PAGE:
Hannah wasn’t like any other woman he’d known. She was delicate and sweet and deliciously provocative, innocently provocative. He couldn’t hold her without experiencing the sensation of walking through a field of blooming wildflowers. With his hands at her hips, he dragged her closer, letting her feel the heat rise in him. He edged his way toward the bed, thinking if he were able to get her on top of the mattress, he might be able to remove her blouse. The thought of tasting her breasts, of holding them in his hands once more, was so powerful he lost his balance. He caught himself and her, before they went crashing to the floor. It was then that he noticed the framed picture lying on top of an unpacked box.

He stopped abruptly as a cold chill raced over him. His eyes narrowed as he looked down on her. "Who’s that?" he demanded.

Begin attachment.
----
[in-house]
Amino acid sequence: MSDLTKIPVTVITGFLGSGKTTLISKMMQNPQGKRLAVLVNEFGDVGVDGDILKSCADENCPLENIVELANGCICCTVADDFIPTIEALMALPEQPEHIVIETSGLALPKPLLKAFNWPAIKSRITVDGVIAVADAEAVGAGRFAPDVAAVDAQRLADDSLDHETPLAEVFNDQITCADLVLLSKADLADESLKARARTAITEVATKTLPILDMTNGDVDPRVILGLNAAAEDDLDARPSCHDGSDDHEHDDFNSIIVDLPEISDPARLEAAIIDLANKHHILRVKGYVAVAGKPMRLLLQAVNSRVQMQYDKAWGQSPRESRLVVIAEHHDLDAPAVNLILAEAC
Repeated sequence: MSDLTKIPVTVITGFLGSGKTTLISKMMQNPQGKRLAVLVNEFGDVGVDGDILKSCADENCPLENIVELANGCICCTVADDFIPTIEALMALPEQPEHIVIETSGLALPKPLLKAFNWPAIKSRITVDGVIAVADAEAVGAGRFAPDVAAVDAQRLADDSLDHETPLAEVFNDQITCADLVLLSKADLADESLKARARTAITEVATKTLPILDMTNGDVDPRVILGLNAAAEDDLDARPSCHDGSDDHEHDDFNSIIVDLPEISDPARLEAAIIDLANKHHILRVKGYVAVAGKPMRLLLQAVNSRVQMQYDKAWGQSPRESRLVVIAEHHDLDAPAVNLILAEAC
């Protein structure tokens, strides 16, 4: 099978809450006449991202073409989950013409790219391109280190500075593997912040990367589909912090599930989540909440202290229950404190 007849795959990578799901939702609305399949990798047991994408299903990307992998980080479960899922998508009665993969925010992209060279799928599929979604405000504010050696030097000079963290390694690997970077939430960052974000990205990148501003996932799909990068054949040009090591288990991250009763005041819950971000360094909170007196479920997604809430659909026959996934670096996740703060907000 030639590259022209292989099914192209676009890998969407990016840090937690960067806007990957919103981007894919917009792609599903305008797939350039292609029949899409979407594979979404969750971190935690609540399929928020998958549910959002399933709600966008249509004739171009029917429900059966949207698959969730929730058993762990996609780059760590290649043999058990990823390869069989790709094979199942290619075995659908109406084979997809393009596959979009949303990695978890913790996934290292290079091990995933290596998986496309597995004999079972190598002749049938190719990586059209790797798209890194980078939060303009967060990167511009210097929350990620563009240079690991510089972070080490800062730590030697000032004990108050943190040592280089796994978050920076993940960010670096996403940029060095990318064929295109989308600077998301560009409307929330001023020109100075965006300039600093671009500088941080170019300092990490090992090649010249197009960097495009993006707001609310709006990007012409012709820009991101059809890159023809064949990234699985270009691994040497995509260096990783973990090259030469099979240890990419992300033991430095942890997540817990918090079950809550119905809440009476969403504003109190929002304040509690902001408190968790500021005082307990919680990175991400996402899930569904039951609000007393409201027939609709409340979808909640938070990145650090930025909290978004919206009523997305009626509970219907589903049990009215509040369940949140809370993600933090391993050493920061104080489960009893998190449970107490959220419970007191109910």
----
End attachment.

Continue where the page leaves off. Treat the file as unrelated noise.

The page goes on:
Chapter Five

"Who is he?" Riley demanded a second time. Instinct told him the photo wasn’t one of a relative. He knew he was right when Hannah’s gaze shot toward the box in question. The look that came over her features was incredible, a mixture of pain and of love so strongly mingled that it was as if she were no longer aware of who or where she was.

"Jerry Sanders," she answered in a voice so low Riley had to strain to hear. "We were engaged."

"Engaged?" Riley repeated the word, not because the news shocked him or because he didn’t believe her, but because… if she’d been engaged to Jerry Sanders, then why the hell had she been a virgin? Furthermore, why had she gone to bed with him? Questions came at him like exploding rockets.